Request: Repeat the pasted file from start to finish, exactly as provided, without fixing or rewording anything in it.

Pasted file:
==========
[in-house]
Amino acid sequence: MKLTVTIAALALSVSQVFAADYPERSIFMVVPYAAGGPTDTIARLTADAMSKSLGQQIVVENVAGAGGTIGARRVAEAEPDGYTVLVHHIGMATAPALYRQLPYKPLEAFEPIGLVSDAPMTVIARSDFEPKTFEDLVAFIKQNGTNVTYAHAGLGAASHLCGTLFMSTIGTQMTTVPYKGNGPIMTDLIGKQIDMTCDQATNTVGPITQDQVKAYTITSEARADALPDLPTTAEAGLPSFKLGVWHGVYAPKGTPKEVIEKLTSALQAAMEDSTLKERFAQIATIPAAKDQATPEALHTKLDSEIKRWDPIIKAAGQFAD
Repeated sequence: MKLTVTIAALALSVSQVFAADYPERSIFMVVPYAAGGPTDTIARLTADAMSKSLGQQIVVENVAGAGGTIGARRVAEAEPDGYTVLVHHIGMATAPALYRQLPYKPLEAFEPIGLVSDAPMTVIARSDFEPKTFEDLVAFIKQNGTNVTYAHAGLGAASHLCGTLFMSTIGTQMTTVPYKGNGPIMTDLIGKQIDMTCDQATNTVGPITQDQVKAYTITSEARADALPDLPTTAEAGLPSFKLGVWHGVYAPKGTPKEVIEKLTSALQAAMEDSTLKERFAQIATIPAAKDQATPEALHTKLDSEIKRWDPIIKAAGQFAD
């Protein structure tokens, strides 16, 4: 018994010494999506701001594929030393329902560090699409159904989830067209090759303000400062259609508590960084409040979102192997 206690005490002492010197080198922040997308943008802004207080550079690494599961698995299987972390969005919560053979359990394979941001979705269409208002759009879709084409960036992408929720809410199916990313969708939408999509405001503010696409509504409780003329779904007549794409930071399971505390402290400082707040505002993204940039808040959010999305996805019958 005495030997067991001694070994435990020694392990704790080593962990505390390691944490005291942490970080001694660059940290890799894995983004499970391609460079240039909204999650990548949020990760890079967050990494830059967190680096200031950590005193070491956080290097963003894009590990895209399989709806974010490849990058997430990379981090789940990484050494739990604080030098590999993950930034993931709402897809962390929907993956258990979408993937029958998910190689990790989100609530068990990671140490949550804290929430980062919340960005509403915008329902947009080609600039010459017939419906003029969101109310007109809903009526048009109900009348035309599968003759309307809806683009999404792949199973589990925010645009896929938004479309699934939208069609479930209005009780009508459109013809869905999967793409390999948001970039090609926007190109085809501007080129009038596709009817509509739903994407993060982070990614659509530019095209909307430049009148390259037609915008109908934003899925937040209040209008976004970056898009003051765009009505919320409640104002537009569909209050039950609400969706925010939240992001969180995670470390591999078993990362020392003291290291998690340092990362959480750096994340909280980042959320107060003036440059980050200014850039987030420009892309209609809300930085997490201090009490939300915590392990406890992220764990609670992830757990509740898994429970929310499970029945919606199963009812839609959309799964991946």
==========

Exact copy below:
[in-house]
Amino acid sequence: MKLTVTIAALALSVSQVFAADYPERSIFMVVPYAAGGPTDTIARLTADAMSKSLGQQIVVENVAGAGGTIGARRVAEAEPDGYTVLVHHIGMATAPALYRQLPYKPLEAFEPIGLVSDAPMTVIARSDFEPKTFEDLVAFIKQNGTNVTYAHAGLGAASHLCGTLFMSTIGTQMTTVPYKGNGPIMTDLIGKQIDMTCDQATNTVGPITQDQVKAYTITSEARADALPDLPTTAEAGLPSFKLGVWHGVYAPKGTPKEVIEKLTSALQAAMEDSTLKERFAQIATIPAAKDQATPEALHTKLDSEIKRWDPIIKAAGQFAD
Repeated sequence: MKLTVTIAALALSVSQVFAADYPERSIFMVVPYAAGGPTDTIARLTADAMSKSLGQQIVVENVAGAGGTIGARRVAEAEPDGYTVLVHHIGMATAPALYRQLPYKPLEAFEPIGLVSDAPMTVIARSDFEPKTFEDLVAFIKQNGTNVTYAHAGLGAASHLCGTLFMSTIGTQMTTVPYKGNGPIMTDLIGKQIDMTCDQATNTVGPITQDQVKAYTITSEARADALPDLPTTAEAGLPSFKLGVWHGVYAPKGTPKEVIEKLTSALQAAMEDSTLKERFAQIATIPAAKDQATPEALHTKLDSEIKRWDPIIKAAGQFAD
């Protein structure tokens, strides 16, 4: 018994010494999506701001594929030393329902560090699409159904989830067209090759303000400062259609508590960084409040979102192997 206690005490002492010197080198922040997308943008802004207080550079690494599961698995299987972390969005919560053979359990394979941001979705269409208002759009879709084409960036992408929720809410199916990313969708939408999509405001503010696409509504409780003329779904007549794409930071399971505390402290400082707040505002993204940039808040959010999305996805019958 005495030997067991001694070994435990020694392990704790080593962990505390390691944490005291942490970080001694660059940290890799894995983004499970391609460079240039909204999650990548949020990760890079967050990494830059967190680096200031950590005193070491956080290097963003894009590990895209399989709806974010490849990058997430990379981090789940990484050494739990604080030098590999993950930034993931709402897809962390929907993956258990979408993937029958998910190689990790989100609530068990990671140490949550804290929430980062919340960005509403915008329902947009080609600039010459017939419906003029969101109310007109809903009526048009109900009348035309599968003759309307809806683009999404792949199973589990925010645009896929938004479309699934939208069609479930209005009780009508459109013809869905999967793409390999948001970039090609926007190109085809501007080129009038596709009817509509739903994407993060982070990614659509530019095209909307430049009148390259037609915008109908934003899925937040209040209008976004970056898009003051765009009505919320409640104002537009569909209050039950609400969706925010939240992001969180995670470390591999078993990362020392003291290291998690340092990362959480750096994340909280980042959320107060003036440059980050200014850039987030420009892309209609809300930085997490201090009490939300915590392990406890992220764990609670992830757990509740898994429970929310499970029945919606199963009812839609959309799964991946």